Photos by Razan Samara

Salma Hindy likes to think that she was at her peak creativity and performance level while making her childhood friends laugh. Lunch times at the Islamic elementary and secondary schools she attended turned into a comedy sketch hour filled with extravagant storytelling and ridiculous imitations of her teachers and friends.

The up-and-coming comedian recently returned from the 12 city Super Muslim Comedy Tour in the United Kingdom, and finished in second place in the Toronto Comedy Brawl competition against over 400 comedians. Hindy also spent her autumn performing at comedy festivals in Boston, Dallas, Chicago and New York.

As Hindy prepares to open for American comedian and actor Ken Jeong on Jan. 11 for the Life After Mac performance on campus, it’s fair to say storytelling and making people laugh have followed her into adulthood.

Despite growing up being the funniest person in the room and even getting encouragement from Zarqa Nawaz, creator of CBC’s popular sitcom Little Mosque on the Prairie, Hindy held back on making a move into the comedy industry as she came to grips with how her family and community would react.

Growing up in a conservative Muslim household meant that her parents have a rigid understanding of what comedy and performance is, which made it difficult for them to understand what their daughter wanted to pursue.

While their ideas of comedy were often tainted with negative connotations and misconceptions, Hindy wanted to show her family and Muslim community that clean comedy can be approached in a way that is mindful of the values and boundaries she has set for herself. Her career, identity and spirituality are part of her own personal journey and comedy just so happens to play an important part as well.   

Despite her parents’ reluctance to attend her shows, Hindy’s mother found herself attending an event her daughter just so happened to be performing at for International Women’s Day this past March. It may have been seeing her daughter perform stand-up for the first time, the fact that Hindy removed all her parent jokes from her set, or the constant boasting on part of her mother’s friends, but the laughter seemed to ease her concerns.

The comedy industry was in for a shock too. Most audiences aren’t used to seeing a visibly Muslim woman take center stage at a comedy bar. Hindy will skip out on free drink tickets and get ecstatic at the availability of halal food at her events, but the industry is ready to embrace her and the diversity she brings.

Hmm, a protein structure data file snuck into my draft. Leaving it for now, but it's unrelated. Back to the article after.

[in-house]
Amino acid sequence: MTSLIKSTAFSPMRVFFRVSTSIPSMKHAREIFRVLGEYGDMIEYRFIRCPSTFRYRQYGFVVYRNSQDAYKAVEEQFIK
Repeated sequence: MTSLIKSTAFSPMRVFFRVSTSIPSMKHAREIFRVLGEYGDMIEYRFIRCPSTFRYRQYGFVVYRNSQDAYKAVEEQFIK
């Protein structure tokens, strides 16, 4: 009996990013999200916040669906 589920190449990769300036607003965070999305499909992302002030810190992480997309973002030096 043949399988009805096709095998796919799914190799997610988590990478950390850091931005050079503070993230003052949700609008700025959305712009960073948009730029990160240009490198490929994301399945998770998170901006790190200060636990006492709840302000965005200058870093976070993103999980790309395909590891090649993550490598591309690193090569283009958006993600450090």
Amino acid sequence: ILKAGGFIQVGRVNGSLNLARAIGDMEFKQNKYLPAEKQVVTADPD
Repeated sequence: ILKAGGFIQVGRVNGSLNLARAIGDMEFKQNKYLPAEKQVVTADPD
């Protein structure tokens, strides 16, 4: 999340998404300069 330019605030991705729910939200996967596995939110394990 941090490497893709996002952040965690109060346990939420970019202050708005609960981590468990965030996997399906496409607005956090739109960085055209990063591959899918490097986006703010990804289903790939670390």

I fit in pretty well as someone who doesn't fit in, if that makes any sense. They want to see people with different identities… different stories and different perspectives. Somebody who can teach them something that they didn't know before while obviously still being entertaining and funny,” explained Hindy.

While Hindy’s faith and stereotypes around her identity do seep into her act, she isn’t explicitly written for a Muslim audience. Her witty remarks and hilarious stories about her life, which are all based on true events, humanize her as a Muslim Canadian; an identity that is often informed by the media rather than real life interactions.

Comedy became a breakthrough for fostering understanding. From jokes about struggling to have a crush reciprocate feelings to witnessing anti-Muslim protestors outside of a mosque and thinking ‘wow, these people go to the mosque more than me, like damn I wish I had your consistency’, Hindy utilizes storytelling to reach out to her audience and build a relationship.  

“[I]t doesn't even necessarily have to be specifically or explicitly about Muslim issues or Muslim struggles, obviously those are really enlightening and they're great informational pieces for the audience, but even just you ranting about the same thing that somebody else would rant about which is just very mundane, just shows how relatable you are and how much of a connection that we all have,” explained Hindy.

Hindy has become a familiar face in the Toronto comedy scene. She was sought out for her talent but her hard work and reputation among producers keeps her busy performing an average of two shows a week. Impressively, that’s only about 10 per cent of what she spends her days doing.

Hindy completed her bachelor of engineering at McMaster and a masters in clinical engineering at the University of Toronto. She recently started her first full time job as a biomedical research engineer at Centre for Addiction and Mental Health so it’s only a matter of time before this milestone in her life inspires the newest additions to her comedy set.  

In conversation, Hindy can’t help crack a joke or two — or every five minutes— often followed by a ‘you know what I’m saying?’ and her contagious laughter. Comedy is her superpower, she uses it to spread awareness, break down stereotypes and share herself unapologetically with the world.


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